I think it's important to record and share the things that make us smile. So I have a story I'd like to tell.
While I was working the reference desk at my internship the other day, an older woman came up who needed some help signing legal documents electronically. I went over and spent some time helping her open her e-mail, find the right messages, and navigate through the first iteration of the signing process. She had very good mouse skills, but it was clear she didn't understand a whole lot about interacting with things over the Internet. I stepped her through the first of a few documents she needed to sign, then had to get back to the desk. When I came back to check in, she was frustrated -- she didn't understand what to do next, or what had to happen next -- but still wonderfully polite and patient with me. I helped her figure things out, and found the document that she then needed to print. Our printers are sometimes a little cranky with .pdf files, and after a few tries the file consistently refused to print. She was clearly somewhat perplexed and frustrated, but her demeanor was composed as I explained I'd save the file to a flash drive and print it for her from my computer at the desk.
I finally handed the document to her, and she and my supervisor and I chatted a bit about how she was learning computer skills, and how it was hard but she was going to keep at it (good for her!). As she was leaving, she said something like, "I'm going to have to bring you all cookies or flowers or something to thank you!"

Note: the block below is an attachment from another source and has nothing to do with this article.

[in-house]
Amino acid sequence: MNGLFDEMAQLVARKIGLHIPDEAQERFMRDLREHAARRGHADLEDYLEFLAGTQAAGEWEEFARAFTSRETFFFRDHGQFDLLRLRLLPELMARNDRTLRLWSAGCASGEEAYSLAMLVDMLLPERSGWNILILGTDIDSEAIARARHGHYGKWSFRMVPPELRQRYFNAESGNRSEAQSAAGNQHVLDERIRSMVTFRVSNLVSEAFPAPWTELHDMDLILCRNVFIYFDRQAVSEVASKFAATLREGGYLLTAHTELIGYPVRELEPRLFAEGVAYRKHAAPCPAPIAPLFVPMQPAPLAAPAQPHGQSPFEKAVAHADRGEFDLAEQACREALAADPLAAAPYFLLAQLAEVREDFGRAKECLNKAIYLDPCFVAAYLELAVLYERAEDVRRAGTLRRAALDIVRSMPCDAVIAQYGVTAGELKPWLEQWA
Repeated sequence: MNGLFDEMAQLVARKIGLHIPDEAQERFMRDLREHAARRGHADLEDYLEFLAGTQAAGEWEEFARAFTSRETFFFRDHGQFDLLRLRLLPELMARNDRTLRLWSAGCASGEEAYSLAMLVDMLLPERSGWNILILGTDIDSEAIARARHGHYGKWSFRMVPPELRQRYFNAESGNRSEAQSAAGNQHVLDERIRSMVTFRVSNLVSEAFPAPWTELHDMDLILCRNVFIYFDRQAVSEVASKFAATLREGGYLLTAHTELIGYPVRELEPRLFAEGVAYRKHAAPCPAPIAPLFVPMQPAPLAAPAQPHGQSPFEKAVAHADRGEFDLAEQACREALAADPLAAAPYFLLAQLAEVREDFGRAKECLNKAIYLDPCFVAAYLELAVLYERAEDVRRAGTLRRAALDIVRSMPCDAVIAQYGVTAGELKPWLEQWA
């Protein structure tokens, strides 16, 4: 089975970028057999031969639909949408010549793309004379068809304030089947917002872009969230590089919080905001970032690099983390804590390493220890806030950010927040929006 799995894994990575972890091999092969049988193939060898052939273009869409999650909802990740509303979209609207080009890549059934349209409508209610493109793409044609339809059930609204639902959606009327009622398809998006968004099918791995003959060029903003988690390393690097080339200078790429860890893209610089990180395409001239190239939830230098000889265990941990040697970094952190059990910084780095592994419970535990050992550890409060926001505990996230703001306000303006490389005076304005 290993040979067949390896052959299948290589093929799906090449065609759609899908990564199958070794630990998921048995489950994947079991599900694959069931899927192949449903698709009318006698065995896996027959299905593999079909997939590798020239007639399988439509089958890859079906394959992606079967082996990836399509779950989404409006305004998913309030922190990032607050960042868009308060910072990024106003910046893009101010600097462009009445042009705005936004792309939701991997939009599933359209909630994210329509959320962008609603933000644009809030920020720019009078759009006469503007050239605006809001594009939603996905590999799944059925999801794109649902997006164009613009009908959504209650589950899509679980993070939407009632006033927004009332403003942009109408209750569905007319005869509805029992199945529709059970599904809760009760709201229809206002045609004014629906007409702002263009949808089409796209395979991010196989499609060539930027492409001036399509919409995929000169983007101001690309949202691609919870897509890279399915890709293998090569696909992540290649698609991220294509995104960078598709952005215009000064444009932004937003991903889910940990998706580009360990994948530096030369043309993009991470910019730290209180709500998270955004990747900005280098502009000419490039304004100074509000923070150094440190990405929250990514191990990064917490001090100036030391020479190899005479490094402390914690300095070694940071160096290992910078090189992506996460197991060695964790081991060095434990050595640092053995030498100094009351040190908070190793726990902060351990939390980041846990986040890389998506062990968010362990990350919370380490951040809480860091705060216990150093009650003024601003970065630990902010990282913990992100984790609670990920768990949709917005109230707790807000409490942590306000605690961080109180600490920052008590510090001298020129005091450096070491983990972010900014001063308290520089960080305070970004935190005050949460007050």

I said, "Ma'am, as a reference librarian, what always makes me feel best is just when a patron sincerely says 'thank you'."*
"Thank you," she said, looking me in the eye and smiling, and then she turned to go.
This interaction made my day for a couple of reasons.
- First, the way the patron kept her cool despite clearly being frustrated with some aspects of how things were going. Usually, when patrons get frustrated, their irritation shows in their body language and their tone of voice even if they're still speaking politely, and they can become impatient and less willing to listen to me if I need to explain something a little more complex. The frustration is rarely aimed directly at me (and I certainly can't blame patrons for getting frustrated sometimes!), but even if there is not an intent to express negative emotion toward me, it definitely makes the entire interaction a little more stressful as I try to find ways to satisfy their need. This woman's calm demeanor, and her patience as I tried to find ways to explain things to her that she would understand best, were really wonderful.
- Second -- and this is really what is going to make this memorable for me -- the "thank you." People usually thank me when I've helped them, with varying levels of attention and sincerity. I always appreciate being thanked, even if it's the throwaway formality "thanks" as I hand someone a guest pass to use the computers. But I've had a handful of times now when someone has thanked me in a way that has made me really feel that whatever I've done for that person has been really important to them and made a big difference. What I've actually done doesn't seem to matter so much. I've gotten these kinds of thank-yous for something as simple as finding a book on the shelf. What makes them really powerful for me is the feeling that I have done something that has great significance to the patron, and that they recognize that and deeply appreciate it. I got into this profession because I wanted to change the world by changing individual lives. When someone says "thank you" as if I've just opened doors for them, or as if I've made their week, I know that I'm in the right job.
* Yes, yes, yes, I know that sounds cheesy, but it's absolutely true!